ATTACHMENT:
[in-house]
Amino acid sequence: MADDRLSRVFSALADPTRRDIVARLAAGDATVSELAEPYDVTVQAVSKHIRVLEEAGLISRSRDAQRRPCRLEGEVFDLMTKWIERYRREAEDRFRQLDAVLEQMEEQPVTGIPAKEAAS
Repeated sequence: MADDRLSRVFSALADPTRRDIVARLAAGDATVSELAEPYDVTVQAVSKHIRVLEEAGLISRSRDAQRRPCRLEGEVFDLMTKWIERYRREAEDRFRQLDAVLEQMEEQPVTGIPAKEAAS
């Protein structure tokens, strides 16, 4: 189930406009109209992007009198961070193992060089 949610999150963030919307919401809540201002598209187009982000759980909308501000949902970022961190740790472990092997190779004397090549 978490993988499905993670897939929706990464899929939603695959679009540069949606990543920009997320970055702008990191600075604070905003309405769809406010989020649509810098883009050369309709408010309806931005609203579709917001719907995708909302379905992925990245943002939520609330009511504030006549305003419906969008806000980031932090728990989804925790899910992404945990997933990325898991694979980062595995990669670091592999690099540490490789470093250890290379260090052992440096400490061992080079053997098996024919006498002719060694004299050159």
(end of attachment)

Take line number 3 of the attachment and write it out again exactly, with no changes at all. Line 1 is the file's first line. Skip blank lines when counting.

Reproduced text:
Repeated sequence: MADDRLSRVFSALADPTRRDIVARLAAGDATVSELAEPYDVTVQAVSKHIRVLEEAGLISRSRDAQRRPCRLEGEVFDLMTKWIERYRREAEDRFRQLDAVLEQMEEQPVTGIPAKEAAS